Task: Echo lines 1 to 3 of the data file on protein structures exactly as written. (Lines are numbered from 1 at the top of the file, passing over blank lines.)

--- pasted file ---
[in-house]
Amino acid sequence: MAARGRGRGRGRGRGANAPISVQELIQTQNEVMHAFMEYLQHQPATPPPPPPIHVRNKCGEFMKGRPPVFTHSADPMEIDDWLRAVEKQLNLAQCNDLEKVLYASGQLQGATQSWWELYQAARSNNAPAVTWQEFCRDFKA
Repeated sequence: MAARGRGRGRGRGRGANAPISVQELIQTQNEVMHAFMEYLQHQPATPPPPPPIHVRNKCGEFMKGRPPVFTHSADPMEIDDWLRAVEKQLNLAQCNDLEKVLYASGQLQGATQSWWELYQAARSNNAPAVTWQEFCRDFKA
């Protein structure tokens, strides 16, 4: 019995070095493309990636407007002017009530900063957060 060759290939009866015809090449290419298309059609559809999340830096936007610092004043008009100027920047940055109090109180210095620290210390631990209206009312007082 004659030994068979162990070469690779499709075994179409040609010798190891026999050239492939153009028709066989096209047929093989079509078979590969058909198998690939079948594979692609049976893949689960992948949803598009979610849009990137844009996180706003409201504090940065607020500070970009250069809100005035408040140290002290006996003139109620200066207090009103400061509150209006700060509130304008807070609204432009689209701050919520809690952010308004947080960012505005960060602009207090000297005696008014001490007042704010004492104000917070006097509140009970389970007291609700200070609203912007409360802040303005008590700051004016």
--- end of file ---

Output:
[in-house]
Amino acid sequence: MAARGRGRGRGRGRGANAPISVQELIQTQNEVMHAFMEYLQHQPATPPPPPPIHVRNKCGEFMKGRPPVFTHSADPMEIDDWLRAVEKQLNLAQCNDLEKVLYASGQLQGATQSWWELYQAARSNNAPAVTWQEFCRDFKA
Repeated sequence: MAARGRGRGRGRGRGANAPISVQELIQTQNEVMHAFMEYLQHQPATPPPPPPIHVRNKCGEFMKGRPPVFTHSADPMEIDDWLRAVEKQLNLAQCNDLEKVLYASGQLQGATQSWWELYQAARSNNAPAVTWQEFCRDFKA